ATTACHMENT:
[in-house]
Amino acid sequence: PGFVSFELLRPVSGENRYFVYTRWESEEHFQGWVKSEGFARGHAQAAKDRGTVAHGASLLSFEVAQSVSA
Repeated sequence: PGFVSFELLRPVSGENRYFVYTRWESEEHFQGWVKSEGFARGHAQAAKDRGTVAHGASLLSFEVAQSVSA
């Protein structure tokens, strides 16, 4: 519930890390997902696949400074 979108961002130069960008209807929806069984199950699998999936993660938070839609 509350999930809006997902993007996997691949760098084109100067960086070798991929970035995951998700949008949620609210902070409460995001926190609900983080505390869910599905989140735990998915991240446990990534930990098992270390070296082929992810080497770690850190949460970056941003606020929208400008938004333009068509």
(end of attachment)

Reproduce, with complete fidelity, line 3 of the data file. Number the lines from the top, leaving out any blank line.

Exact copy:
Repeated sequence: PGFVSFELLRPVSGENRYFVYTRWESEEHFQGWVKSEGFARGHAQAAKDRGTVAHGASLLSFEVAQSVSA